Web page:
Monday, November 17, 2008

UAW Refuses to Help Detroit

From paying thousands of union employees to not work, to paying full health and pension benefits to tens of thousands of retiree's the Detroit's big three can no longer afford to operate under the burdens of current labor agreements that are costing the industry giants an average of $72 per hour per employee. Instead of protecting their members' interests by agreeing to renegotiating those agreements so that U.S. automakers can cut costs and continue operating, UAW is refusing to make any concessions.

Diverting the blame for the big three's woes on the current economic crisis, UAW President Ron Gettelfinger said, "the focus has to be on the economy as a whole as opposed to a UAW contract."

“We’re here not because of what the auto industry has done”, Mr Gettelfinger said during a rare press conference. “We’re here because of what has happened to the economy.”


Mr Gettelfinger said that “we need a package approved by this lame-duck session of Congress. If we don’t get it, I’m not sure some of these automakers will make it to mid-January when Barack Obama becomes president.”

UAW has chosen not to work with the companies that employ their members and alternatively push for the federal government to partially nationalize the companies and take on the long-term health care and pensions costs for UAW retirees. With the current class of Democrats in congress and President-Elect Obama endorsing such a plan, UAW is not likely to reconsider its decision.

Gettelfinger doesn't want the blame for the dire state of the companies put on U.S. automakers themselves because that would mean UAW's labor agreements are partially responsible. That;s why he's working hard to try and convince the public that the big three's problems are simply related to the slow down in the U.S. economy. But, under scrutiny this argument doesn't hold up.

When you look at the auto industry's foreign competitors, who manufacture cars in the U.S. at an average employment cost of $46 per hour per employee, 36% lower than their U.S. counterparts, you get a much different economic outlook. Companies like Toyota, Honda, and Nissan are generating annual profits of $17, 6, and 5 billion respectively, while U.S. automakers continue to lose billions. GM lost $43 billion and Ford $3 billion. Adding fuel to the fire, U.S. automakers' international sales are operating at a profit, which means those divisions are being used to subsidize losses from domestic operation.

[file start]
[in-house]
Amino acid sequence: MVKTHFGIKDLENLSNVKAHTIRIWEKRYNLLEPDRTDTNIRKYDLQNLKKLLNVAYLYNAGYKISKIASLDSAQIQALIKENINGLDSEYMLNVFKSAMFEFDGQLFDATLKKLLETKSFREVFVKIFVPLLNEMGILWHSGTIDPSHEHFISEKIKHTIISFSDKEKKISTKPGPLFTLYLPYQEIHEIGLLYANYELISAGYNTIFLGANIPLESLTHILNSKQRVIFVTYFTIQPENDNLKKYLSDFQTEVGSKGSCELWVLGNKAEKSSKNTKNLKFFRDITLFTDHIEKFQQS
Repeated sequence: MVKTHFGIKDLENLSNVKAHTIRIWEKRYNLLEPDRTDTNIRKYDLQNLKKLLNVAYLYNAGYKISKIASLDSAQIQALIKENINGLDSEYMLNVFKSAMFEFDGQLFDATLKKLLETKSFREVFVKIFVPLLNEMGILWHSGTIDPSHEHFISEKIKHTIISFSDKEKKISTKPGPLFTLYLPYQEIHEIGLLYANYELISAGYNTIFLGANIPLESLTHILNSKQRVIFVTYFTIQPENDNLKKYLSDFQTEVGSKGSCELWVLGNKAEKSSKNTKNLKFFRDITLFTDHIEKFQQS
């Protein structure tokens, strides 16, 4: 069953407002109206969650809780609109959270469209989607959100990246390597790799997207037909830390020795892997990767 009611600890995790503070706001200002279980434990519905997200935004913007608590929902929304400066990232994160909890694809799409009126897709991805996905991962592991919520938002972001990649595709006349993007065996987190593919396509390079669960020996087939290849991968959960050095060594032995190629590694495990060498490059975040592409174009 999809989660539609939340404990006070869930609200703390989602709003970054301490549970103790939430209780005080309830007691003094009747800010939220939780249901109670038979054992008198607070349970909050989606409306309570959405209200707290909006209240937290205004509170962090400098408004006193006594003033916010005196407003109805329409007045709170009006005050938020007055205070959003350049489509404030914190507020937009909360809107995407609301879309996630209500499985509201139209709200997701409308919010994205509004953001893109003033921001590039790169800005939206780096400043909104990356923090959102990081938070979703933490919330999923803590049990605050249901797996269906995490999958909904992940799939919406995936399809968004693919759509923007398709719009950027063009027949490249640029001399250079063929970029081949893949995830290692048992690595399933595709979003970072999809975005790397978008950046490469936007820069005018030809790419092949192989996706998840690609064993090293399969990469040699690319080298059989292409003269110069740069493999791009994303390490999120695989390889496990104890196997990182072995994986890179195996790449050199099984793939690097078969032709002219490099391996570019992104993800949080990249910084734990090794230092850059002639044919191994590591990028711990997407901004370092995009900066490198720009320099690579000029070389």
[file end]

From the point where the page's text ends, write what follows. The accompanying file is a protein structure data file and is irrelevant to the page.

UAW leadership clearly understands that the labor agreements they currently hold with the big three are unsustainable to free market companies that must make a profit to survive. By nationalizing a portion of those companies and offloading the costs for health care and pension benefits to U.S. taxpayers, UAW believes the companies will be able to return to profitably without having to reduce any of the benefits to their union members. This means that while the average American struggles to pay their own rising health care costs and declining 401k assets, they will have to help pay for the cost of UAW's members' health care and pensions through higher taxes.

1 comment:

Anonymous said...

Maybe a little chapter 13 reorganization is what the big 3 need. Hell, even Harley Davidson came back from the dead.

The biggest problem with American Automobile manufacturers are that they have a Looooong TRACK RECORD of putting their hands in their pockets, refusing to budge no matter what's going on around them, and throwing a fit when times get tough.

Let's see...
Tucker was implementing safety devices long before the Big 3.
Honda was selling Civics by the dozen while Americans driving American cars were sitting in long gas lines in the 70's.
While the rest of the world was switching to higher-mpg vehicles, Detroit was cranking out 4-ton gas guzzlers so a 108-lb mom can drive her 50-lb kid to soccer practice.


Now Toyota and Honda are making vehicles that actually last a good deal of time, and what was Detroits answer? Same vehicle, just slap a longer warranty on it ("we'll figure it out at some later time")

Half of this crap-sandwich is what the auto industry did to THEMSELVES. The other half is full of over-paid union workers that's responsible for most of the cost of the car. You would think that if we paid more for a car, the better quality it is. Yeah right. When my mom bought a 2005 Malibu, she asked my the windshield washer tank leaked and the sales guy said he'd knock off $50 and have it replaced. Why was this even allowed to leave the factory floor? It's not like they didn't know it: it's got an electronic read-out on the dash that constantly flashed the wiper fluid was LOW... LOW... LOW.

Auto workers make waaaay too much money for the results they create. It doesn't matter what bullshit excuse they have.

In the end, I think we need to turn our backs on Detroit and the UAW. They got themselves into this mess, they need to figure a way out of it. No more stupid bailouts.